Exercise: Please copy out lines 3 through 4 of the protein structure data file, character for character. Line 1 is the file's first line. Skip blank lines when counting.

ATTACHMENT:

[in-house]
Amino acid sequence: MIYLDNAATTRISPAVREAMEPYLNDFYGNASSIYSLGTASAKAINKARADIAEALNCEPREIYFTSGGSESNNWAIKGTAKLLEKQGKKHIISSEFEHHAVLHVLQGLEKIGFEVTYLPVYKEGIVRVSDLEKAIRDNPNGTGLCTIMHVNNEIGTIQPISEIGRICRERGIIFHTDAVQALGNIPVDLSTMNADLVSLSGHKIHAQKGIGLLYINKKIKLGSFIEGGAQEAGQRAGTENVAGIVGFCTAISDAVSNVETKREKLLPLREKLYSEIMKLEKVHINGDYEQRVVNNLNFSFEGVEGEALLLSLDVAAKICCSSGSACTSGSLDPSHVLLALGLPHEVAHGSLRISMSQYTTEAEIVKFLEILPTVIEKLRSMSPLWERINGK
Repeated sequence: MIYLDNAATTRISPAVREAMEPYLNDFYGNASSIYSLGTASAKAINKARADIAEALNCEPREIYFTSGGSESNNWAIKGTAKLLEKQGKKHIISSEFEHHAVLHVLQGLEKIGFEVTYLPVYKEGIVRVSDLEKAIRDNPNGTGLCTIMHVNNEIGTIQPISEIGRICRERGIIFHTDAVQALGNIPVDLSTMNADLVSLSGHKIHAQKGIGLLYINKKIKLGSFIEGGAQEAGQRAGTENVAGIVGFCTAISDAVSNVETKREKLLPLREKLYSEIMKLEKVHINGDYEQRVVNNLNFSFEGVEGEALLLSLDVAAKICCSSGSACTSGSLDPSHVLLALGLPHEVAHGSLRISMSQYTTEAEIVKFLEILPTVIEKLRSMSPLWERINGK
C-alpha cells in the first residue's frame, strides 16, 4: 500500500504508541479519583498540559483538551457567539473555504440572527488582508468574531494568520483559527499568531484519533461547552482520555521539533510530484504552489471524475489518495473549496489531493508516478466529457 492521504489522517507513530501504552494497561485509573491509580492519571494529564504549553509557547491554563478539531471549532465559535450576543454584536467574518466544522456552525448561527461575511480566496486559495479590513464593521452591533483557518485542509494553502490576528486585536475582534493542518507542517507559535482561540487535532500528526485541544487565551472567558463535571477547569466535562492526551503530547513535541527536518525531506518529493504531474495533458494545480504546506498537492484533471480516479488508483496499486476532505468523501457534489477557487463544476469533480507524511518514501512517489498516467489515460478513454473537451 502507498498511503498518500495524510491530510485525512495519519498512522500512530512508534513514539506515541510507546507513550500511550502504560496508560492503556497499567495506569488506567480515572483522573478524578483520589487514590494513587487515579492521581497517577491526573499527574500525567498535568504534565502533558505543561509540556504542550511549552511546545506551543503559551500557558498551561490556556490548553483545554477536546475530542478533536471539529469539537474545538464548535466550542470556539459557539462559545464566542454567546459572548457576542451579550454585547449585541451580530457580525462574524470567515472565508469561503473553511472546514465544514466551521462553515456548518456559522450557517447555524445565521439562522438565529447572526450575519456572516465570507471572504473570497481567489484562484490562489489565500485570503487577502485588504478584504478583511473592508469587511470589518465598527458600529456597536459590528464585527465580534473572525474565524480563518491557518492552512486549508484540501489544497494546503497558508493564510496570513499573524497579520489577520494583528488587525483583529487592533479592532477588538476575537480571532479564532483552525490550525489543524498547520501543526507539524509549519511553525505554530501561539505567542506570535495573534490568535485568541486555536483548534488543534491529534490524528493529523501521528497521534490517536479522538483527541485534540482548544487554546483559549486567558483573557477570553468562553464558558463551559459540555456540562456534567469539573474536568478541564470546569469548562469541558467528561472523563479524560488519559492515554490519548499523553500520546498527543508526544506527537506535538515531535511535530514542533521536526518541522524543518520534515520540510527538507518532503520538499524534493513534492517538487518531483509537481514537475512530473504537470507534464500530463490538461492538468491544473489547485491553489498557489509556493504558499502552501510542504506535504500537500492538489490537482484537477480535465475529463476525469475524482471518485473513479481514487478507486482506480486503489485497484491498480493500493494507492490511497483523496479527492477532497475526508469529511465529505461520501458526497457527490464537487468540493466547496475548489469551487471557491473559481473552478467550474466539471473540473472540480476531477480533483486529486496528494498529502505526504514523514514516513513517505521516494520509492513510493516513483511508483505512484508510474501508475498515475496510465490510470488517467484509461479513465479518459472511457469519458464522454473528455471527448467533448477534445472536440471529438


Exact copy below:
Repeated sequence: MIYLDNAATTRISPAVREAMEPYLNDFYGNASSIYSLGTASAKAINKARADIAEALNCEPREIYFTSGGSESNNWAIKGTAKLLEKQGKKHIISSEFEHHAVLHVLQGLEKIGFEVTYLPVYKEGIVRVSDLEKAIRDNPNGTGLCTIMHVNNEIGTIQPISEIGRICRERGIIFHTDAVQALGNIPVDLSTMNADLVSLSGHKIHAQKGIGLLYINKKIKLGSFIEGGAQEAGQRAGTENVAGIVGFCTAISDAVSNVETKREKLLPLREKLYSEIMKLEKVHINGDYEQRVVNNLNFSFEGVEGEALLLSLDVAAKICCSSGSACTSGSLDPSHVLLALGLPHEVAHGSLRISMSQYTTEAEIVKFLEILPTVIEKLRSMSPLWERINGK
C-alpha cells in the first residue's frame, strides 16, 4: 500500500504508541479519583498540559483538551457567539473555504440572527488582508468574531494568520483559527499568531484519533461547552482520555521539533510530484504552489471524475489518495473549496489531493508516478466529457 492521504489522517507513530501504552494497561485509573491509580492519571494529564504549553509557547491554563478539531471549532465559535450576543454584536467574518466544522456552525448561527461575511480566496486559495479590513464593521452591533483557518485542509494553502490576528486585536475582534493542518507542517507559535482561540487535532500528526485541544487565551472567558463535571477547569466535562492526551503530547513535541527536518525531506518529493504531474495533458494545480504546506498537492484533471480516479488508483496499486476532505468523501457534489477557487463544476469533480507524511518514501512517489498516467489515460478513454473537451 502507498498511503498518500495524510491530510485525512495519519498512522500512530512508534513514539506515541510507546507513550500511550502504560496508560492503556497499567495506569488506567480515572483522573478524578483520589487514590494513587487515579492521581497517577491526573499527574500525567498535568504534565502533558505543561509540556504542550511549552511546545506551543503559551500557558498551561490556556490548553483545554477536546475530542478533536471539529469539537474545538464548535466550542470556539459557539462559545464566542454567546459572548457576542451579550454585547449585541451580530457580525462574524470567515472565508469561503473553511472546514465544514466551521462553515456548518456559522450557517447555524445565521439562522438565529447572526450575519456572516465570507471572504473570497481567489484562484490562489489565500485570503487577502485588504478584504478583511473592508469587511470589518465598527458600529456597536459590528464585527465580534473572525474565524480563518491557518492552512486549508484540501489544497494546503497558508493564510496570513499573524497579520489577520494583528488587525483583529487592533479592532477588538476575537480571532479564532483552525490550525489543524498547520501543526507539524509549519511553525505554530501561539505567542506570535495573534490568535485568541486555536483548534488543534491529534490524528493529523501521528497521534490517536479522538483527541485534540482548544487554546483559549486567558483573557477570553468562553464558558463551559459540555456540562456534567469539573474536568478541564470546569469548562469541558467528561472523563479524560488519559492515554490519548499523553500520546498527543508526544506527537506535538515531535511535530514542533521536526518541522524543518520534515520540510527538507518532503520538499524534493513534492517538487518531483509537481514537475512530473504537470507534464500530463490538461492538468491544473489547485491553489498557489509556493504558499502552501510542504506535504500537500492538489490537482484537477480535465475529463476525469475524482471518485473513479481514487478507486482506480486503489485497484491498480493500493494507492490511497483523496479527492477532497475526508469529511465529505461520501458526497457527490464537487468540493466547496475548489469551487471557491473559481473552478467550474466539471473540473472540480476531477480533483486529486496528494498529502505526504514523514514516513513517505521516494520509492513510493516513483511508483505512484508510474501508475498515475496510465490510470488517467484509461479513465479518459472511457469519458464522454473528455471527448467533448477534445472536440471529438